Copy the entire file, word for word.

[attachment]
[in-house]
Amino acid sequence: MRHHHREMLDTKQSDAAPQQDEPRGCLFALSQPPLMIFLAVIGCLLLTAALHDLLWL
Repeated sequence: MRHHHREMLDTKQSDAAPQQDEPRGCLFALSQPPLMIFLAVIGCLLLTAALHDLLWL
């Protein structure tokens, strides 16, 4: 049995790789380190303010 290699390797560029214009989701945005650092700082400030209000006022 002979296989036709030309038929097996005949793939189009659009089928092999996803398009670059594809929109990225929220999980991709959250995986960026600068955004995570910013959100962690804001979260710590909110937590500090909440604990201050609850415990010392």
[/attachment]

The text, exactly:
[in-house]
Amino acid sequence: MRHHHREMLDTKQSDAAPQQDEPRGCLFALSQPPLMIFLAVIGCLLLTAALHDLLWL
Repeated sequence: MRHHHREMLDTKQSDAAPQQDEPRGCLFALSQPPLMIFLAVIGCLLLTAALHDLLWL
């Protein structure tokens, strides 16, 4: 049995790789380190303010 290699390797560029214009989701945005650092700082400030209000006022 002979296989036709030309038929097996005949793939189009659009089928092999996803398009670059594809929109990225929220999980991709959250995986960026600068955004995570910013959100962690804001979260710590909110937590500090909440604990201050609850415990010392």